Thank you, Santa Fe, for making our inaugural Watershed Fest such a fun and rewarding series of events. We appreciate all the ways you got involved and look forward to more opportunities to work and play together soon!

If you have ideas, suggestions, offerings, or critiques, please contact amara at

Join SFWA for an informative and participatory series of events celebrating the health and vibrancy of our local watershed, and others. A curated selection of films features hopeful examples of protection and restoration, filmmaker talks, and calls to action.

Schedule of Events:

        • Monday, August 28, 6-8pm @ CCA 1050 Old Pecos Trail

          Screening of Acequias: The Legacy Lives On followed by a panel discussion featuring the filmmaker Arcie Chapa and others. By donation. 

        • Thursday, September 7, 6:30-9pm @ Violet Crown 1606 Alcaldesa St in the Santa Fe Railyard

          Wild and Scenic Festival On Tour! Film tickets are $15. (Includes 5 days of video-on-demand.) Limited capacity reception with film makers 5:30-6:30pm, $25 includes food and one free drink. Combo, films and reception $40. **See below for film descriptions and to purchase tickets.**

        • Saturday, September 16, 9:00am – 12:00am, Community Clean-up and Art Party. La Farge Library/Arroyo de los Pinos

          Join your friends and neighbors in cleaning up your local arroyo and learn how to make art from the trash treasures you find. Free. All ages.

Wild and Scenic Festival On Tour Line up of inspiring environmental films sharing hopeful examples of protection and restoration of biodiverse wild places, while contemplating certain trade-offs.

  • Yuba is the Heart – Forty years ago, the South Yuba River Citizens League began caring for the South Yuba River by advocating for dam removal and gaining Wild and Scenic protection. Today, their work encompasses the entire Yuba River watershed – from the Sierra crest to the valley floor. As the organization looks towards the next forty years, community members reflect on the future of their work in the face of climate change and protecting the river for future generations. Posed as a love letter to the river and the community that surrounds it, Yuba is the Heart considers what it means to love and be loved by a river.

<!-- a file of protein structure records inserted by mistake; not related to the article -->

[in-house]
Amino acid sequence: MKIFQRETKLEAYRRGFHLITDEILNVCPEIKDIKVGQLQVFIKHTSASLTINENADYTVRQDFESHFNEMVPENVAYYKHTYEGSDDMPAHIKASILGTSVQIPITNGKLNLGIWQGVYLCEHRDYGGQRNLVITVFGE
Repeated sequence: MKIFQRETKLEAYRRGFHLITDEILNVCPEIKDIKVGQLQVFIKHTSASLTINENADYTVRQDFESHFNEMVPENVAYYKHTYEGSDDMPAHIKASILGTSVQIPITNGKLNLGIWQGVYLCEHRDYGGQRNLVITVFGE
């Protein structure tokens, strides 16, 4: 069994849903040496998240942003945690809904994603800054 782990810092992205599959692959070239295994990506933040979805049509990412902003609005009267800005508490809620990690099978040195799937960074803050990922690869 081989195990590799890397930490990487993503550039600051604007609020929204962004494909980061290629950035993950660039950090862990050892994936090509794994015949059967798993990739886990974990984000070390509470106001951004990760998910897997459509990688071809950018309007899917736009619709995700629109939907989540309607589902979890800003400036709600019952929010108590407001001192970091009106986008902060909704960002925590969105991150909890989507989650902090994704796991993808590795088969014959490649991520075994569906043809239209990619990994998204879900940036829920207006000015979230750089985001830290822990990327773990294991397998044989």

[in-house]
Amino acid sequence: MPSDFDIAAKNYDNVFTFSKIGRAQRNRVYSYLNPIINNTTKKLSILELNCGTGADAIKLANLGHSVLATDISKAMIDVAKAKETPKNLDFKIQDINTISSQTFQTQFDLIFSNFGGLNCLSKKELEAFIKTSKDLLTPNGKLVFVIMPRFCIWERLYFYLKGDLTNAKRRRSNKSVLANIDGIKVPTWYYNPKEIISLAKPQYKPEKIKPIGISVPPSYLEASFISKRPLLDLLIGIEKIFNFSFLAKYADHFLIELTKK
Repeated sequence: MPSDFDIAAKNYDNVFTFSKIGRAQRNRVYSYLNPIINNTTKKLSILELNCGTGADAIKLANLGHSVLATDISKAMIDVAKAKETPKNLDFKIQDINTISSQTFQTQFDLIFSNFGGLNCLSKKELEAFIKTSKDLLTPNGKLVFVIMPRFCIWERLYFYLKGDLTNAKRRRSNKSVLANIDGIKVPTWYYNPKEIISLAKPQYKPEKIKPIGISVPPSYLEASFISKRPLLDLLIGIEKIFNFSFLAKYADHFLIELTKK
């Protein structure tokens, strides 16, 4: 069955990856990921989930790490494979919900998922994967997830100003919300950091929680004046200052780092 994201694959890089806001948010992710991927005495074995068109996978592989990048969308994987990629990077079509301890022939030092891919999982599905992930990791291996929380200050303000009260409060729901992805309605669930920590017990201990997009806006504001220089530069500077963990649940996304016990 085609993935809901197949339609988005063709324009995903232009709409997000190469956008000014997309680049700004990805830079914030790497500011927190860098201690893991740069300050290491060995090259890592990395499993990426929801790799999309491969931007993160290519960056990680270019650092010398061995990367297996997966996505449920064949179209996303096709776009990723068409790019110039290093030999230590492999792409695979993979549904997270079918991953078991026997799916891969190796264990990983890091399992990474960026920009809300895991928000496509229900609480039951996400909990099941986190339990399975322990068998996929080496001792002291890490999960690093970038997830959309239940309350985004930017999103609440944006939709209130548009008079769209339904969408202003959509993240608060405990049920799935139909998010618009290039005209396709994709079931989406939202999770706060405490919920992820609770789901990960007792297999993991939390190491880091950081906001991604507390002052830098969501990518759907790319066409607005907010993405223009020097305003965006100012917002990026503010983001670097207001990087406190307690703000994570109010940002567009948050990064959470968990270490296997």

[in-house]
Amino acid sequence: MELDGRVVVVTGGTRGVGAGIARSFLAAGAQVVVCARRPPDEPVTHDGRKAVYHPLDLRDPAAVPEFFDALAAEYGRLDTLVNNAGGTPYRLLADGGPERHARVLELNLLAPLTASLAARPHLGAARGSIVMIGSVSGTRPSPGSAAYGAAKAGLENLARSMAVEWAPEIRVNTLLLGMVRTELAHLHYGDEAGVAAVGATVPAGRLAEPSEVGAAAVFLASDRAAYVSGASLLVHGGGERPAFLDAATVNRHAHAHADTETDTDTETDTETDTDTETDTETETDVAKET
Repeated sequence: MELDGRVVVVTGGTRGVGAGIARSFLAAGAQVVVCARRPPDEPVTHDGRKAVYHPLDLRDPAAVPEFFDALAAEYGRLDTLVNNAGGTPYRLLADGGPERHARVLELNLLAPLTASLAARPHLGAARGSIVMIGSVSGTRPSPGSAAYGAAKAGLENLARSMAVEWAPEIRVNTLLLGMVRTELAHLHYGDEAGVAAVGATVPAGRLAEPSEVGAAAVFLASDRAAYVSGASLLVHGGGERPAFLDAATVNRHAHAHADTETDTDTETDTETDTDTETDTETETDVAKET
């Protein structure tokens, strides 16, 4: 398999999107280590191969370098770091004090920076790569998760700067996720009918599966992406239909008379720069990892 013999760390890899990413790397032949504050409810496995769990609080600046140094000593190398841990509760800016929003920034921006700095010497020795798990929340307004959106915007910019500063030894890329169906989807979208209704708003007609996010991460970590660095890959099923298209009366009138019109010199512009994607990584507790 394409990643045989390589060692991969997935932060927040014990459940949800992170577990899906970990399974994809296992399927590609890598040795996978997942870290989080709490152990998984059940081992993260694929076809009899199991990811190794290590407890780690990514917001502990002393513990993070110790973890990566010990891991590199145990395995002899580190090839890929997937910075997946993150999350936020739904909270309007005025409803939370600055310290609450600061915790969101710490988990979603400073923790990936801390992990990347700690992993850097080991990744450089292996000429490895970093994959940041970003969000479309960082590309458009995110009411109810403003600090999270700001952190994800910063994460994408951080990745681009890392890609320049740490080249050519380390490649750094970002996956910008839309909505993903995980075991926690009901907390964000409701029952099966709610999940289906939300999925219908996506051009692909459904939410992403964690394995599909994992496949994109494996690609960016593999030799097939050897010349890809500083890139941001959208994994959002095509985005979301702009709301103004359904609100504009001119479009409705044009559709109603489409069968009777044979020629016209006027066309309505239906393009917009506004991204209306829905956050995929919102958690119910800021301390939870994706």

• High Plains Wild – This film shows the lingering wild found in western Nebraska–caught on camera by two local conservation photographers. Also, a look into the natural history of bighorn sheep in western Nebraska and the ongoing efforts by biologists and researchers dedicated to keeping these bighorn sheep populations around for years to come.
  • Motus Avium: A Mission to Save California’s Last Wetlands California’s wetlands have all but disappeared. But not all hope is lost. A coalition of scientists, farmers, conservationists and public agencies have come together to help restore vital wetlands throughout the state’s central valley. Motus Avium: A Mission to Save California’s Last Wetlands reveals how this group is finding unique ways to help support native and migratory birds. What may surprise you is how this group is capturing and studying these wild birds while working with farmers to create new wetland habitat.
  • Song of the Hermit The hermit thrush’s song has been a magical part of a visit to Big Basin Redwoods State Park. Researcher Allison R.P. Nelson and collaborators are working to better understand the subspecies that breeds along coastal California and identify impacts that the 2020 CZU Lightning Complex Fire had on the park’s population of thrushes.
  • Green the City – As pastor of the New Northside Missionary Baptist Church in St. Louis, the Reverend Rodrick Burton champions many causes — including renewable energy. Meanwhile, St. Louis Sustainability Director Catherine Werner pushes for energy efficiency and solar workforce programs that support underserved communities. Explore how these efforts come together to help a coal-powered city emerge as an environmental leader.
  • Sagebrush Gold – A lithium mine being built in Nevada’s remote sagebrush desert promises us a greener future, but local ranchers, environmentalists, and indigenous tribes share a different side to the story.
  • Tad’s Emerging World- Glen Canyon Exposed – Glen Canyon is a hidden treasure of the Southwest and is now emerging. This epic landscape is under a failing reservoir called Lake Powell from the construction of the Glen Canyon Dam in 1963. Photographer, Dawn Kish, is going on an adventure to explore and document this exposed landscape with a camera that captured Glen Canyon pre-dam by the legendary photographer, Tad Nichols. What will develop?